Sugar is a major culprit harming our health. And it can be when overconsumed. But what about sodium, aka salt? Almost all Americans consume more sodium than they need, and much comes from the “Salty Six” foods, as dubbed by the American Heart Association. These foods include pizza, tacos, bread, chicken, soup, and deli sandwiches, examples of favorite meals Americans have daily.
Why can salt be unhealthy?
Salt, composed of two minerals – 40% sodium and 60% chloride, is only unhealthy when eaten in excess. In reality, our body requires sodium for various activities such as conducting nerve impulses, contracting and relaxing muscles, and maintaining a proper water balance and minerals.
A human requires a minimum of 1,500 milligrams of sodium daily, and most can safely consume up to 2,300 milligrams of sodium unless otherwise told not to by their doctor. Not meeting the daily minimum of 1,500 mg can result in dangerously low blood pressure and an imbalance of electrolytes. In addition, symptoms of insufficient sodium intake may include headaches, lack of energy, muscle fatigue, and nausea.
But, the vast majority of people are overconsuming sodium. The average sodium consumption among Americans is 3,400 milligrams a day. The only people who need that amount of sodium daily are those who sweat profusely or elite athletes. Sodium is added to many foods Americans buy – especially boxed and canned foods. Unless you prepare most foods from scratch, control salt usage, or primarily eat lots of fruits, veggies, unprocessed meats, dairy foods, and legumes, you like are eating too much salt.
Signs you’re eating too much salt
You’ll be surprised to learn that over consuming salt can affect the body. However, these effects you have blamed on other causes besides overdoing it with salt.
Here are sneaky signs that could be related to excess salt in your diet:
- Excessive thirst
Have you ever noticed that when eating salty foods, you get thirstier? That’s because a higher salt intake can lead to dehydration. So if you find yourself chugging water down more than usual, look at what foods you’re eating. Try to include more “watery” fruits and vegetables, such as grapes, berries, watermelon, summer squash, cucumbers, and broccoli.
- Increased blood pressure
When you consume more salt, this means more of the mineral sodium circulating in your bloodstream. Excess sodium attracts and pulls water, meaning increased water enters your bloodstream. This results in a higher volume of blood that pushes against the walls of your blood vessels, causing hypertension or high blood pressure.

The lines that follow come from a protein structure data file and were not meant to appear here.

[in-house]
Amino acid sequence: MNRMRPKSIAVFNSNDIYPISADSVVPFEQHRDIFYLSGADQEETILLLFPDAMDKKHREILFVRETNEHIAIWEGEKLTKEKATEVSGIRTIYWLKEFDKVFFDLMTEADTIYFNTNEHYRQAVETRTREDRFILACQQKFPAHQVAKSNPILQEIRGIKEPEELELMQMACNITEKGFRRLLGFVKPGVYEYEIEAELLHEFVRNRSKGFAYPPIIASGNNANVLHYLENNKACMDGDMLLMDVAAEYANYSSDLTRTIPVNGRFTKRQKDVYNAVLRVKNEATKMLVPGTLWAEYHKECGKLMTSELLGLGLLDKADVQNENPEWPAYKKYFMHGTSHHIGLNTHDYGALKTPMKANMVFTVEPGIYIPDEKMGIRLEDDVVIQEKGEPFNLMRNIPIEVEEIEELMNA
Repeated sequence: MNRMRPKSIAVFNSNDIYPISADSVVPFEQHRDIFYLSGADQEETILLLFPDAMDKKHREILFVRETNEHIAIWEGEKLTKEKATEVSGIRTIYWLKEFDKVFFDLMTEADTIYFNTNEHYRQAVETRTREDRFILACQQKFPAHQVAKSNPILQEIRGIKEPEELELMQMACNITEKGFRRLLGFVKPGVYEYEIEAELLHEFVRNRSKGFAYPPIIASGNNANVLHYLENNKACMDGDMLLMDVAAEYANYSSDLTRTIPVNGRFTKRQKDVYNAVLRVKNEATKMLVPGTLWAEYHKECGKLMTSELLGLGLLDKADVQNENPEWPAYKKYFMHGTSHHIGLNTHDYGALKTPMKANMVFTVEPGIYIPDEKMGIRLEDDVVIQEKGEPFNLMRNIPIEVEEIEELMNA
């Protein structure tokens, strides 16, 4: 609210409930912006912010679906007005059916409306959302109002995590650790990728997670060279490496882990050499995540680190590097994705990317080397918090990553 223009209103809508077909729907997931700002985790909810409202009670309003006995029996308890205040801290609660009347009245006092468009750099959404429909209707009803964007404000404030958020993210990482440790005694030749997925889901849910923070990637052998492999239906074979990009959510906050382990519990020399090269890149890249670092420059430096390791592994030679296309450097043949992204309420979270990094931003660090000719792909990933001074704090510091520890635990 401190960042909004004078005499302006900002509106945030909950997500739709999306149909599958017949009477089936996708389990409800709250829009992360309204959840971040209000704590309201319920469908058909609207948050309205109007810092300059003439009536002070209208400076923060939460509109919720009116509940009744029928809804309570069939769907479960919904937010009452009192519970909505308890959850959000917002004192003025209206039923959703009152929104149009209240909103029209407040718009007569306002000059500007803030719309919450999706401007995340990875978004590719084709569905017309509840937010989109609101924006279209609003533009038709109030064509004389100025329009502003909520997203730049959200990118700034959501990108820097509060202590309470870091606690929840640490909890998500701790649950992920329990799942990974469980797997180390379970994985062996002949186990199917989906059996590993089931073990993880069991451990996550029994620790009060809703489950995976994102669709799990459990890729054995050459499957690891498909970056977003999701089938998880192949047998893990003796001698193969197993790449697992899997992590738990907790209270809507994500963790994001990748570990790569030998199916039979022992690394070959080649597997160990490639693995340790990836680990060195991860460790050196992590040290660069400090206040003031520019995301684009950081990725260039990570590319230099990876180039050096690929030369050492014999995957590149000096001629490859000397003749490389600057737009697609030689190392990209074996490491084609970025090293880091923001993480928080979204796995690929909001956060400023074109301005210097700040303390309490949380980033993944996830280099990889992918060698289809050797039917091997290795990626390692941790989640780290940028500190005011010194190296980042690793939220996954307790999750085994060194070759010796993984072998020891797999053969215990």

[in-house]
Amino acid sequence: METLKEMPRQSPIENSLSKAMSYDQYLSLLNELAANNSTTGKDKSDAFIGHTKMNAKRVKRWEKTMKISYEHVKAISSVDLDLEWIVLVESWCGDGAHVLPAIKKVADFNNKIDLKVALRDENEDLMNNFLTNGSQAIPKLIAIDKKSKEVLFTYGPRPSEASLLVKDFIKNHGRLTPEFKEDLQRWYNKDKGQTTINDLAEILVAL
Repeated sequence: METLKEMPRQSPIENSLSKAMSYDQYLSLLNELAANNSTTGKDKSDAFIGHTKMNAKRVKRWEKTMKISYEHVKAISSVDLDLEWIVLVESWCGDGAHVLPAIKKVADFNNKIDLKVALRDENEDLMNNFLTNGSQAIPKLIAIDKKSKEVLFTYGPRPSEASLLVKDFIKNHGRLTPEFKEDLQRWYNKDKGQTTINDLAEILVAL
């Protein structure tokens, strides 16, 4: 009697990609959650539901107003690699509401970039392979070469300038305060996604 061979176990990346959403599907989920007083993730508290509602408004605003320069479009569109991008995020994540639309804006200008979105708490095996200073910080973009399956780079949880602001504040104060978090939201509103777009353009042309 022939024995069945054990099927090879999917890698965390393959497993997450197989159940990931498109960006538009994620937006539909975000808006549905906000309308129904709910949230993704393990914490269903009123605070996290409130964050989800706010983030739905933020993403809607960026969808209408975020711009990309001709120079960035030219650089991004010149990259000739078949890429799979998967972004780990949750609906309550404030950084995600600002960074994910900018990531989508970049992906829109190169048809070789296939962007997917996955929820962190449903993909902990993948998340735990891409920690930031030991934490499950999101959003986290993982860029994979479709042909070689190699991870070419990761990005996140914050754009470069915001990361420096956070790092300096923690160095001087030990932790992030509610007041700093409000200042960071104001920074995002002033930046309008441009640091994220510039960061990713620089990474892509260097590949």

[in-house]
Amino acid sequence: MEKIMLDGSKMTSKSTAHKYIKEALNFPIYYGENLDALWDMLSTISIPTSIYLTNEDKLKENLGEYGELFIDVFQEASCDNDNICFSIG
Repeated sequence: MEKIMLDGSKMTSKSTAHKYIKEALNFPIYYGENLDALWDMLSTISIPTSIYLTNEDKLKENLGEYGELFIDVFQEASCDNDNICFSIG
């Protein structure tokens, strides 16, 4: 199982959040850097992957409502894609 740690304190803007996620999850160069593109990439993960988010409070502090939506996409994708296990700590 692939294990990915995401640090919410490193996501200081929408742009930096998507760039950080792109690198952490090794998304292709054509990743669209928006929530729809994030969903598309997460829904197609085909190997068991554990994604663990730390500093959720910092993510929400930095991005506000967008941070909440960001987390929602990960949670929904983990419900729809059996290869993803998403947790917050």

As stated above, sodium attracts water. Eating salty snacks like chips or pretzels can lead to fluid retention causing more water to remain in your body. As a result, your hands, feet, eyes, and abdomen can feel and look swollen or puffier.
- A cycle of unhealthy food preferences
Sodium is an acquired taste preference. If your meals and snacks are mainly salty processed meats (hot dogs, sausage, pepperoni, etc.), chips, grains, soups, TV dinners, and fast food, your taste buds have adjusted to a liking for salty foods. To change this taste preference, slowly add in more fresh fruits and vegetables, unsalted nuts, and fresh meats like lean beef, poultry, and fatty fish.
- Muscle cramps
If you have a heavy hand using the salt shaker at meals, you may notice tighter-feeling muscles or muscle cramps. Muscle cramps can result from an imbalance of the two minerals, sodium and potassium, causing more muscle soreness. Sodium is necessary for muscle contraction, while potassium is necessary for muscle relaxation. Therefore, when you consume too much sodium and not enough potassium, your muscles are not getting the signal to relax and instead are contracting more often, resulting in unpleasant muscle cramps.
- Sleep disturbances
Sodium can even affect your sleep. Eating high sodium foods close to bedtime, such as pizza, can lead to blood pressure increases as well as fluid retention. These changes can lead to restless sleep, waking up frequently, and feeling groggy the next morning.
How to nix too much sodium from your diet
The solution for getting enough but not too much sodium in your diet is to follow The DASH Diet. DASH stands for Dietary Approaches to Stop Hypertension and is a top-rated dietary plan for anyone wanting to keep their sodium intake in check. Here is a link on how to get started on this healthy dietary plan: https://perks.optum.com/blog/the-newbies-guide-to-the-dash-diet/
Dr. David Samadi is the Director of Men’s Health and Urologic Oncology at St. Francis Hospital in Long Island. He’s a renowned and highly successful board certified Urologic Oncologist Expert and Robotic Surgeon in New York City, regarded as one of the leading prostate surgeons in the U.S., with a vast expertise in prostate cancer treatment and Robotic-Assisted Laparoscopic Prostatectomy. Dr. Samadi is a medical contributor to NewsMax TV and is also the author of The Ultimate MANual, Dr. Samadi’s Guide to Men’s Health and Wellness, available online both on Amazon and Barnes & Noble. Visit Dr. Samadi’s websites at robotic oncology and prostate cancer 911.